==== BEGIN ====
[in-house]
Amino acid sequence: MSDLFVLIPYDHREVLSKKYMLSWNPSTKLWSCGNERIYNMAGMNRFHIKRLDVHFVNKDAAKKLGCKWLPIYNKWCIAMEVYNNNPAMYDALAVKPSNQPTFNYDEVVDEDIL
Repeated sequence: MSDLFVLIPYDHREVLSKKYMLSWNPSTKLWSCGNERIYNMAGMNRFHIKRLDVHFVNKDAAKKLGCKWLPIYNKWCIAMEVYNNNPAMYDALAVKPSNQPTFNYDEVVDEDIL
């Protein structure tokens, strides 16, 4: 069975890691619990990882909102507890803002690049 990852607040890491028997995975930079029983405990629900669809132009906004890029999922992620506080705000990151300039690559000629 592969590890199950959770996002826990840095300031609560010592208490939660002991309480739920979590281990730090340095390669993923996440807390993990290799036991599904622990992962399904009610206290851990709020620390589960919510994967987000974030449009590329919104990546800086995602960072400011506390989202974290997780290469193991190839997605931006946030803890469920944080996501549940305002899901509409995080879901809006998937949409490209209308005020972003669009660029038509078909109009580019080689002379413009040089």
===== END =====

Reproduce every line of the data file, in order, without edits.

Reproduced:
[in-house]
Amino acid sequence: MSDLFVLIPYDHREVLSKKYMLSWNPSTKLWSCGNERIYNMAGMNRFHIKRLDVHFVNKDAAKKLGCKWLPIYNKWCIAMEVYNNNPAMYDALAVKPSNQPTFNYDEVVDEDIL
Repeated sequence: MSDLFVLIPYDHREVLSKKYMLSWNPSTKLWSCGNERIYNMAGMNRFHIKRLDVHFVNKDAAKKLGCKWLPIYNKWCIAMEVYNNNPAMYDALAVKPSNQPTFNYDEVVDEDIL
């Protein structure tokens, strides 16, 4: 069975890691619990990882909102507890803002690049 990852607040890491028997995975930079029983405990629900669809132009906004890029999922992620506080705000990151300039690559000629 592969590890199950959770996002826990840095300031609560010592208490939660002991309480739920979590281990730090340095390669993923996440807390993990290799036991599904622990992962399904009610206290851990709020620390589960919510994967987000974030449009590329919104990546800086995602960072400011506390989202974290997780290469193991190839997605931006946030803890469920944080996501549940305002899901509409995080879901809006998937949409490209209308005020972003669009660029038509078909109009580019080689002379413009040089």